Do People Really Have Religious Experiences?

16 The Spirit himself bears witness with our spirit that we are children of God,

Romans 8:16 (ESV)

Religious Experience and the Christian Faith

The mystics of the Counter-Reformation were Ignatius Loyola; the godly Charles Borromeo (1538—84), cardinal and archbishop of Milan; Teresa of Avila (1515-82) and Francis de Sales (1567-1622) of France.1 Saint Teresa of Avila (1515—1582), also referred to as Saint Teresa of Jesus, was a prominent Spanish mystic, Roman Catholic saint, and Carmelite nun. 2 And she wrote about her religious experiences which are considered among the most remarkable in the mystical literature of the Catholic Church.

Can the kind of religious experience that Saint Teresa of Avila had, along with numerous other Christians throughout history, be considered evidence for the truth of Christianity?

There are strong opinions for and against the truth of religious experience. The kind of religious experience that Teresa of Avila had, along with countless other Christians, cannot be used as verifiable external evidence for the veracity of the Christian faith. But Christians, and other theists, believe it is evidence nonetheless. In these religious experiences of God, or Theistic mystical experiences, people encountered a personal presence, and they had an instant impression of its infinite power and goodness. They felt an extraordinary sense of being loved, of peace, and of profound awe.3 Yet, they often have no way to produce any tangible evidence of the experience.


“People don’t ask questions about spiritual matters unless God is at work in their lives. When you see someone seeking God or asking questions about Christianity, you are witnessing God at work.”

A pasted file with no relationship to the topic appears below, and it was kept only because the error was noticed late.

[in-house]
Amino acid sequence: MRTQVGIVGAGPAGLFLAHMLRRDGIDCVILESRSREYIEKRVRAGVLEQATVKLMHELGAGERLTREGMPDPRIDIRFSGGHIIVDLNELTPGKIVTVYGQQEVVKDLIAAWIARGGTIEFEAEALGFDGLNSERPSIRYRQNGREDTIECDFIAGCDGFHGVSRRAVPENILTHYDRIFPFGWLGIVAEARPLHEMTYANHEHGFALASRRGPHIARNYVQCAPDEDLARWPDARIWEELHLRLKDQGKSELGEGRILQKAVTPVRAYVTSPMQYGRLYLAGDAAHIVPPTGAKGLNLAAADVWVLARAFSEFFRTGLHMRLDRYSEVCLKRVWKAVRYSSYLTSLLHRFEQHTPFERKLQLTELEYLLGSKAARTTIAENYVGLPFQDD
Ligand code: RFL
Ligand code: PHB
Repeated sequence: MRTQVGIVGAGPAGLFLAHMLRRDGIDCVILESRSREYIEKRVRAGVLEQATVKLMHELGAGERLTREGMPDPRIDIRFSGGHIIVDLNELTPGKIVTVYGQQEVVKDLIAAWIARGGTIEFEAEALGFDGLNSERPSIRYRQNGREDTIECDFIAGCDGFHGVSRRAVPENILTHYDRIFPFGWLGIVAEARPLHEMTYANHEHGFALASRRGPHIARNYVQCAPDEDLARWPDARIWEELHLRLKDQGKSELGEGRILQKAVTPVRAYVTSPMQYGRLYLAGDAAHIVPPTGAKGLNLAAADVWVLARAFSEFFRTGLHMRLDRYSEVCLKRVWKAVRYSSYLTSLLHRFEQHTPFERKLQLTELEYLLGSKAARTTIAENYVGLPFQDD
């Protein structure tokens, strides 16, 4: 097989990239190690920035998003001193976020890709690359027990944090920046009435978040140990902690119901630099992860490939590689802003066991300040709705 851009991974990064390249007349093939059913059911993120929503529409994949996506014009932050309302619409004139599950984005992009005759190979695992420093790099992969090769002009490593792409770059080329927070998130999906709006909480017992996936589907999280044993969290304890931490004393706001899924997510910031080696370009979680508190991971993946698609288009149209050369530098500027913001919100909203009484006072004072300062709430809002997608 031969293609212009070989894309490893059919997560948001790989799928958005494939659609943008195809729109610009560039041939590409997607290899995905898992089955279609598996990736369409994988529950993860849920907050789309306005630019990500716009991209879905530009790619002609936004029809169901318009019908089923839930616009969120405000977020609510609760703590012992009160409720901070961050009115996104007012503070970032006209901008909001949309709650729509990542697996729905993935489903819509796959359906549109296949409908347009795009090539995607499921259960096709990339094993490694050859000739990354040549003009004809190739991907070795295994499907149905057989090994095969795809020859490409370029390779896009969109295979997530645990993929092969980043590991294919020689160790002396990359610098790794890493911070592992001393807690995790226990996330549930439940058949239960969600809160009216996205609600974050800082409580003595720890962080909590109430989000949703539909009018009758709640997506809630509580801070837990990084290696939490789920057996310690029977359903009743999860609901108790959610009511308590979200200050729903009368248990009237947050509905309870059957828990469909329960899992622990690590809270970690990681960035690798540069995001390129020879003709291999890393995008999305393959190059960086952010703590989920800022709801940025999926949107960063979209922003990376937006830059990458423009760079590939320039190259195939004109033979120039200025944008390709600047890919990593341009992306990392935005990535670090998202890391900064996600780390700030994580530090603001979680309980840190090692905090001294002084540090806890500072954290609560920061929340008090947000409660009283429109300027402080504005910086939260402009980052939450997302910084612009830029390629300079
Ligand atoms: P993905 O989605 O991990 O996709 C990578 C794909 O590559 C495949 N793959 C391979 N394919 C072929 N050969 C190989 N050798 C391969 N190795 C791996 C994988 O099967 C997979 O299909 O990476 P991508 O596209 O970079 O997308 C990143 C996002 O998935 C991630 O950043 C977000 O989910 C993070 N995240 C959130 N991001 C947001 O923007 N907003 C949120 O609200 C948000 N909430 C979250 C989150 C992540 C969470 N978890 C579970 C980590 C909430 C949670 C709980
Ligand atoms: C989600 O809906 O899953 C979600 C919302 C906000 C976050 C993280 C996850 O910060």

― Henry T. Blackaby, Experiencing God

Christians believe that the kind of religious experiences that Teresa of Avila had, along with many other Christians, are not just self-authenticating, subjective religious experiences. But these kinds of experiences are religious experiences that are objective reality of God through the witness of the Holy Spirit.4

Although believers in God know these kinds of experiences to be true, they cannot show these experiences to be true because one cannot readily infer from this kind of internal, subjective type of evidence that God exists.

In fact, there is often no convincing external evidence that would impress someone who does not believe in God. These experiences are perceptual in nature, and do not generally involve sense experience (the perception or feeling of the presence of God is extra-sensory and generally does not directly involve the senses).

So, while these kinds of religious experiences provide the self-authenticating knowledge of the objective reality of God internally, they may only serve as an individual, cumulative claim to show evidence for the veracity of the Christian faith.5

21 And it is God who establishes us with you in Christ, and has anointed us, 22 and who has also put his seal on us and given us his Spirit in our hearts as a guarantee.

2 Corinthians 1:21-22 (ESV)

Is there a double standard when it comes to religious experience versus sense experience?

There are many who argue that, since one cannot tangibly prove religious experience, it never happens. But is this stance rational?

Sense experience (SE) is experience consisting in or resulting from perception by the physical senses. Consider this example with Bob and Thomas:

Bob and Thomas are together in Bob’s home. Bob goes outside alone and returns a few moments later. He then tells Thomas that he saw a beautiful Blue-Jay perched in the oak tree in his backyard, and heard it vocalize a few times. Bob then ushers Thomas, an avid bird-lover, outside where Thomas observes the bird himself.